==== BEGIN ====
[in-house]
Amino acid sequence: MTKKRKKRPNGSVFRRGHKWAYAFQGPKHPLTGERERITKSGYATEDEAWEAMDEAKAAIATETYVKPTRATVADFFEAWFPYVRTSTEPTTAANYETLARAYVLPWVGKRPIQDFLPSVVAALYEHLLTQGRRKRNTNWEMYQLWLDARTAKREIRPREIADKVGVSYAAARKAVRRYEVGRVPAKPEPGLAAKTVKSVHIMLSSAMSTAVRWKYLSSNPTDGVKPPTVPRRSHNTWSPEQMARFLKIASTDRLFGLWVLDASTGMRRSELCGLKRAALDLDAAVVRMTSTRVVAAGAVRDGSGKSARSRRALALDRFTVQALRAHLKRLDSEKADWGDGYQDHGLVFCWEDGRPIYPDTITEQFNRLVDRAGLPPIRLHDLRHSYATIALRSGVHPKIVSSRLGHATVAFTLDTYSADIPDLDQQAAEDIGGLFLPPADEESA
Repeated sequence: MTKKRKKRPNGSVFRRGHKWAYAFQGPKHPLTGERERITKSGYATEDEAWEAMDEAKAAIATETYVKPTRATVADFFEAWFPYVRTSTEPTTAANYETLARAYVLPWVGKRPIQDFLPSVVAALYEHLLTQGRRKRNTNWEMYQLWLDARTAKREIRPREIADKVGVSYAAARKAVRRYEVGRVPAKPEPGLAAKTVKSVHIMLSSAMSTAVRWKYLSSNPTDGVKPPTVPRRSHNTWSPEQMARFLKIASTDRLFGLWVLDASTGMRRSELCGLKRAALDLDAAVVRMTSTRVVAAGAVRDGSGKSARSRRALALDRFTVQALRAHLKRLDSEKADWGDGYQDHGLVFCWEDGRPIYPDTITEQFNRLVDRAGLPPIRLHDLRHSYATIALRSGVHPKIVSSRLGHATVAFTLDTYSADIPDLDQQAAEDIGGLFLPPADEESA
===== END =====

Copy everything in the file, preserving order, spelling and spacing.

[in-house]
Amino acid sequence: MTKKRKKRPNGSVFRRGHKWAYAFQGPKHPLTGERERITKSGYATEDEAWEAMDEAKAAIATETYVKPTRATVADFFEAWFPYVRTSTEPTTAANYETLARAYVLPWVGKRPIQDFLPSVVAALYEHLLTQGRRKRNTNWEMYQLWLDARTAKREIRPREIADKVGVSYAAARKAVRRYEVGRVPAKPEPGLAAKTVKSVHIMLSSAMSTAVRWKYLSSNPTDGVKPPTVPRRSHNTWSPEQMARFLKIASTDRLFGLWVLDASTGMRRSELCGLKRAALDLDAAVVRMTSTRVVAAGAVRDGSGKSARSRRALALDRFTVQALRAHLKRLDSEKADWGDGYQDHGLVFCWEDGRPIYPDTITEQFNRLVDRAGLPPIRLHDLRHSYATIALRSGVHPKIVSSRLGHATVAFTLDTYSADIPDLDQQAAEDIGGLFLPPADEESA
Repeated sequence: MTKKRKKRPNGSVFRRGHKWAYAFQGPKHPLTGERERITKSGYATEDEAWEAMDEAKAAIATETYVKPTRATVADFFEAWFPYVRTSTEPTTAANYETLARAYVLPWVGKRPIQDFLPSVVAALYEHLLTQGRRKRNTNWEMYQLWLDARTAKREIRPREIADKVGVSYAAARKAVRRYEVGRVPAKPEPGLAAKTVKSVHIMLSSAMSTAVRWKYLSSNPTDGVKPPTVPRRSHNTWSPEQMARFLKIASTDRLFGLWVLDASTGMRRSELCGLKRAALDLDAAVVRMTSTRVVAAGAVRDGSGKSARSRRALALDRFTVQALRAHLKRLDSEKADWGDGYQDHGLVFCWEDGRPIYPDTITEQFNRLVDRAGLPPIRLHDLRHSYATIALRSGVHPKIVSSRLGHATVAFTLDTYSADIPDLDQQAAEDIGGLFLPPADEESA